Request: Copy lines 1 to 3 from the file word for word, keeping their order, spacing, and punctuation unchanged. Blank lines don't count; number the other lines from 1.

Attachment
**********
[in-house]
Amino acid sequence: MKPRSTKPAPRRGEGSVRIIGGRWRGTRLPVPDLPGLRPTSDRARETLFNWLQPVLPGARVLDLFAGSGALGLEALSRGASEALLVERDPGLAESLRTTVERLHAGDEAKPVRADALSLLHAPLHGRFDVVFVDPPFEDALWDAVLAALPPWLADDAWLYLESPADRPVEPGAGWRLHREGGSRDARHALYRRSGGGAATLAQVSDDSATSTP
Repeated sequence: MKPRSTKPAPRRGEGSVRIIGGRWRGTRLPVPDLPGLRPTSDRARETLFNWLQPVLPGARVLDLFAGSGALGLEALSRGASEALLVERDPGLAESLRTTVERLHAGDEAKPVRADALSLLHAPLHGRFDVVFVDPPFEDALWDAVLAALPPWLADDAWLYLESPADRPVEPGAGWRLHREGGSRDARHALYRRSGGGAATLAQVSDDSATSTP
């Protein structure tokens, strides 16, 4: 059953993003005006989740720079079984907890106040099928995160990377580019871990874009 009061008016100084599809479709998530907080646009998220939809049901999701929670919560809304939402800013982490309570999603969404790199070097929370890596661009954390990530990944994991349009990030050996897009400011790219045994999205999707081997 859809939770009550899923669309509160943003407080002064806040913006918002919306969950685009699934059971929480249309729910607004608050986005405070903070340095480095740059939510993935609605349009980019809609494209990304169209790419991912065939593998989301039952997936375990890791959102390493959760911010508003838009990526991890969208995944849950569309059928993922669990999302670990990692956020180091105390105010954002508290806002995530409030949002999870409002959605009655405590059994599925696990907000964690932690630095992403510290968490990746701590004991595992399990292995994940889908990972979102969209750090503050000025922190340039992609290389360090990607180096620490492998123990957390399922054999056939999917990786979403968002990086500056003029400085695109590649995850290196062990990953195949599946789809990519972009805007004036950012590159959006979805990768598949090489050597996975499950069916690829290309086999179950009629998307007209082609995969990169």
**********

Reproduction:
[in-house]
Amino acid sequence: MKPRSTKPAPRRGEGSVRIIGGRWRGTRLPVPDLPGLRPTSDRARETLFNWLQPVLPGARVLDLFAGSGALGLEALSRGASEALLVERDPGLAESLRTTVERLHAGDEAKPVRADALSLLHAPLHGRFDVVFVDPPFEDALWDAVLAALPPWLADDAWLYLESPADRPVEPGAGWRLHREGGSRDARHALYRRSGGGAATLAQVSDDSATSTP
Repeated sequence: MKPRSTKPAPRRGEGSVRIIGGRWRGTRLPVPDLPGLRPTSDRARETLFNWLQPVLPGARVLDLFAGSGALGLEALSRGASEALLVERDPGLAESLRTTVERLHAGDEAKPVRADALSLLHAPLHGRFDVVFVDPPFEDALWDAVLAALPPWLADDAWLYLESPADRPVEPGAGWRLHREGGSRDARHALYRRSGGGAATLAQVSDDSATSTP